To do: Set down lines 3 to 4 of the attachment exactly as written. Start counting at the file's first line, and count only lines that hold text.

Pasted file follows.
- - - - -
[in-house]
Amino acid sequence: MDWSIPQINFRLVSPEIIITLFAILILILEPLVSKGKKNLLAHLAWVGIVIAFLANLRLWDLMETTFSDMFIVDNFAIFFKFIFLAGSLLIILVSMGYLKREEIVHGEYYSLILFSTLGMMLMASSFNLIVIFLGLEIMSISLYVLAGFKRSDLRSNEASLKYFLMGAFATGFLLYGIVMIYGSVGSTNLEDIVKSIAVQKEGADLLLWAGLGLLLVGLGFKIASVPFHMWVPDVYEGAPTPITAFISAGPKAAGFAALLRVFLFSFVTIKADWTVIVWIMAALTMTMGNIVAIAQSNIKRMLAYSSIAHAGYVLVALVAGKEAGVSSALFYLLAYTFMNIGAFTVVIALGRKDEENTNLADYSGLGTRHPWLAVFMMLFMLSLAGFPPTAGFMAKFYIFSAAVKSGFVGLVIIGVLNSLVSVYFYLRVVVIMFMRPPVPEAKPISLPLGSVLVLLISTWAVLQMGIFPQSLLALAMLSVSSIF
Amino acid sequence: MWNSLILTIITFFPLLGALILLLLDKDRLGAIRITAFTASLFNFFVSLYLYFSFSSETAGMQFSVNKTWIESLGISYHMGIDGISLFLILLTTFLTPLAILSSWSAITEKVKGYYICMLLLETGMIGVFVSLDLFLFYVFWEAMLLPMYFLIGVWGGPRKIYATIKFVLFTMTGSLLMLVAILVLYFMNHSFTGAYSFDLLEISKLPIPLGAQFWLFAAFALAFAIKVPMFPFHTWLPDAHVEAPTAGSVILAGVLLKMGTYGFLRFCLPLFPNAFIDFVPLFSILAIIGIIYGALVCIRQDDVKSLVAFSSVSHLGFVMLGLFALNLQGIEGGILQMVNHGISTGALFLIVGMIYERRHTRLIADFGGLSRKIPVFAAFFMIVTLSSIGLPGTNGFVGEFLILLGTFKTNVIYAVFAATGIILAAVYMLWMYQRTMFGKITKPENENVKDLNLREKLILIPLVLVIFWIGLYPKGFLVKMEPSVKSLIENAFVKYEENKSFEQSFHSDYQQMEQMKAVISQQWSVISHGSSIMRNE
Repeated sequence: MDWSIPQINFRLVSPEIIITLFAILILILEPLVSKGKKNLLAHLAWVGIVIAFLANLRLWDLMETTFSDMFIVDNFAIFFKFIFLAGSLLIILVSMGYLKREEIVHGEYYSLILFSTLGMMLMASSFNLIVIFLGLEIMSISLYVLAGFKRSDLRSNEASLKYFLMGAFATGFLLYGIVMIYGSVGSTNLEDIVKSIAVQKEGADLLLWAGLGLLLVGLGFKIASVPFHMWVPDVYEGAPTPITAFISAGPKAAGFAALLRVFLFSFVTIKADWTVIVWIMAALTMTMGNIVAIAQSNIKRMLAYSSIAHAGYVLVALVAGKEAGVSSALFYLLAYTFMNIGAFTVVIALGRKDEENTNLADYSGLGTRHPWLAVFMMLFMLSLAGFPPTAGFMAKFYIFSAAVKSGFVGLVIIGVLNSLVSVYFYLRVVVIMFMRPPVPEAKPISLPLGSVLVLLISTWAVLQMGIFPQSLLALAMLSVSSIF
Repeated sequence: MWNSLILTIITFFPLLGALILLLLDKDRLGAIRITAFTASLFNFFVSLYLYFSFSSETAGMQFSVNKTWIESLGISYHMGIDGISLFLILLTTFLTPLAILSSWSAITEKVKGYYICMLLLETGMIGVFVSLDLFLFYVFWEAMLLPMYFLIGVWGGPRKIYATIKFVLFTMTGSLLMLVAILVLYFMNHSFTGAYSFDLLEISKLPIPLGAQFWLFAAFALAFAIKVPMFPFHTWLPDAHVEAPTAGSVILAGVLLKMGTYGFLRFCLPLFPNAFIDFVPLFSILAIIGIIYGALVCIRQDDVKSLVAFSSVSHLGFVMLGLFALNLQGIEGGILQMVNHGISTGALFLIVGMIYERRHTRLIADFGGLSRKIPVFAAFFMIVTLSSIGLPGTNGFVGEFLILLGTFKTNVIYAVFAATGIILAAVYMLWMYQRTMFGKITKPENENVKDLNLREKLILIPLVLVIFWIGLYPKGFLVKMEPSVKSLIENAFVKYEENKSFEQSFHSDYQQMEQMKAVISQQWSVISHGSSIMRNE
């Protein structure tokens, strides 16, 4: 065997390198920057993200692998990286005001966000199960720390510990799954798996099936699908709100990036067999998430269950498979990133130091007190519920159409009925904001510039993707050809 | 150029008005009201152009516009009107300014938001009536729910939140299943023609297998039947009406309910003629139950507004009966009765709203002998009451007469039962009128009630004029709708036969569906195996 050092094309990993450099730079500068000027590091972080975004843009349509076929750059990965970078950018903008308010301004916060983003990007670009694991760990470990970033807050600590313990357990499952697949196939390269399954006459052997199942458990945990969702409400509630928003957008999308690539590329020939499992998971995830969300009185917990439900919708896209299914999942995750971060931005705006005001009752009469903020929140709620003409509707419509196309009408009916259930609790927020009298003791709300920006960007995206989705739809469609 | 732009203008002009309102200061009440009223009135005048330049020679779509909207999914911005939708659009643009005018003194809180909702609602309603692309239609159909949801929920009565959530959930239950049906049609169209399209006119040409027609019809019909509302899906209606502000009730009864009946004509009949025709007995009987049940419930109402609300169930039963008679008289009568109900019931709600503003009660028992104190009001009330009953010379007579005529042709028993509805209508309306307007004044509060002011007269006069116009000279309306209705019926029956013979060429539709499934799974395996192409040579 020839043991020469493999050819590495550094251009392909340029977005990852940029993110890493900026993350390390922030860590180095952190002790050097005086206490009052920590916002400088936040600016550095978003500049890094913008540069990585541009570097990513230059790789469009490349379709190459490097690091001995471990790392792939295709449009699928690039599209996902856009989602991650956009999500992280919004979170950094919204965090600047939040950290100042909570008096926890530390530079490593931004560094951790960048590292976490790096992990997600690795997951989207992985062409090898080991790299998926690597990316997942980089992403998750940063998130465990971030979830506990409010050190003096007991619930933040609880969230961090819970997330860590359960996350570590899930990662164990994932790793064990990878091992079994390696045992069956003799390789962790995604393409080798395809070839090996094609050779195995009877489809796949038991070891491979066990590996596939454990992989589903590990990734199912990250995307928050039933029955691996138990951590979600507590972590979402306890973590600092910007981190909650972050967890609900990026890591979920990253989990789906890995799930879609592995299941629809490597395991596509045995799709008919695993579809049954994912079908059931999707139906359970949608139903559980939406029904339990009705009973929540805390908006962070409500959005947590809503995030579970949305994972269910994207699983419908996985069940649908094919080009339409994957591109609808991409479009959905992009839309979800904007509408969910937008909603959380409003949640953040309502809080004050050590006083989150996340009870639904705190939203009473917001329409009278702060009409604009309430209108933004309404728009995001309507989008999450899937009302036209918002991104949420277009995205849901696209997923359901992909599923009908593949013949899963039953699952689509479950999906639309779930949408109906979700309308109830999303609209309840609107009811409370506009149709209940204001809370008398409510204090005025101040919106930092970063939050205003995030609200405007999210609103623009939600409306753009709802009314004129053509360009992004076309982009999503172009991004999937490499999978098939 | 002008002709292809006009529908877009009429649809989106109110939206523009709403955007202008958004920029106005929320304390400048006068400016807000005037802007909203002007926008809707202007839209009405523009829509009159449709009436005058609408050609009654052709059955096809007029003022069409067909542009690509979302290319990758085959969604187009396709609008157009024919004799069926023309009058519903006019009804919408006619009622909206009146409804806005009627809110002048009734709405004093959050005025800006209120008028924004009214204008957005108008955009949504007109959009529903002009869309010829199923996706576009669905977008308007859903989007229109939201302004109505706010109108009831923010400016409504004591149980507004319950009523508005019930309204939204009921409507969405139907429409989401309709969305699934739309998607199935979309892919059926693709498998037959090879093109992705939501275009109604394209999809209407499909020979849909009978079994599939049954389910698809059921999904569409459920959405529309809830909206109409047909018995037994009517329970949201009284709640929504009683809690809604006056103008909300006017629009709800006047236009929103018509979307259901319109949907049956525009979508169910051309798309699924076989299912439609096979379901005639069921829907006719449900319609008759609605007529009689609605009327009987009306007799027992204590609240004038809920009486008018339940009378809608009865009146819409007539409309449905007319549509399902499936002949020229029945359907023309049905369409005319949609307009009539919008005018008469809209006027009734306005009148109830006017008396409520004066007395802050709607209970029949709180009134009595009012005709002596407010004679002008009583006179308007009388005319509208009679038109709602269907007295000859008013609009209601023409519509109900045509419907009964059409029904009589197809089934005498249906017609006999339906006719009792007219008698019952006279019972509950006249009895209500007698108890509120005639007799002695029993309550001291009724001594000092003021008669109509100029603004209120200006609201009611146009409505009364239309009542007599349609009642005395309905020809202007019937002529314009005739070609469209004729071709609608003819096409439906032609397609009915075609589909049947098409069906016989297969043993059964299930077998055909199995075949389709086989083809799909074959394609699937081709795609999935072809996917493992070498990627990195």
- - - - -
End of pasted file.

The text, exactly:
Amino acid sequence: MWNSLILTIITFFPLLGALILLLLDKDRLGAIRITAFTASLFNFFVSLYLYFSFSSETAGMQFSVNKTWIESLGISYHMGIDGISLFLILLTTFLTPLAILSSWSAITEKVKGYYICMLLLETGMIGVFVSLDLFLFYVFWEAMLLPMYFLIGVWGGPRKIYATIKFVLFTMTGSLLMLVAILVLYFMNHSFTGAYSFDLLEISKLPIPLGAQFWLFAAFALAFAIKVPMFPFHTWLPDAHVEAPTAGSVILAGVLLKMGTYGFLRFCLPLFPNAFIDFVPLFSILAIIGIIYGALVCIRQDDVKSLVAFSSVSHLGFVMLGLFALNLQGIEGGILQMVNHGISTGALFLIVGMIYERRHTRLIADFGGLSRKIPVFAAFFMIVTLSSIGLPGTNGFVGEFLILLGTFKTNVIYAVFAATGIILAAVYMLWMYQRTMFGKITKPENENVKDLNLREKLILIPLVLVIFWIGLYPKGFLVKMEPSVKSLIENAFVKYEENKSFEQSFHSDYQQMEQMKAVISQQWSVISHGSSIMRNE
Repeated sequence: MDWSIPQINFRLVSPEIIITLFAILILILEPLVSKGKKNLLAHLAWVGIVIAFLANLRLWDLMETTFSDMFIVDNFAIFFKFIFLAGSLLIILVSMGYLKREEIVHGEYYSLILFSTLGMMLMASSFNLIVIFLGLEIMSISLYVLAGFKRSDLRSNEASLKYFLMGAFATGFLLYGIVMIYGSVGSTNLEDIVKSIAVQKEGADLLLWAGLGLLLVGLGFKIASVPFHMWVPDVYEGAPTPITAFISAGPKAAGFAALLRVFLFSFVTIKADWTVIVWIMAALTMTMGNIVAIAQSNIKRMLAYSSIAHAGYVLVALVAGKEAGVSSALFYLLAYTFMNIGAFTVVIALGRKDEENTNLADYSGLGTRHPWLAVFMMLFMLSLAGFPPTAGFMAKFYIFSAAVKSGFVGLVIIGVLNSLVSVYFYLRVVVIMFMRPPVPEAKPISLPLGSVLVLLISTWAVLQMGIFPQSLLALAMLSVSSIF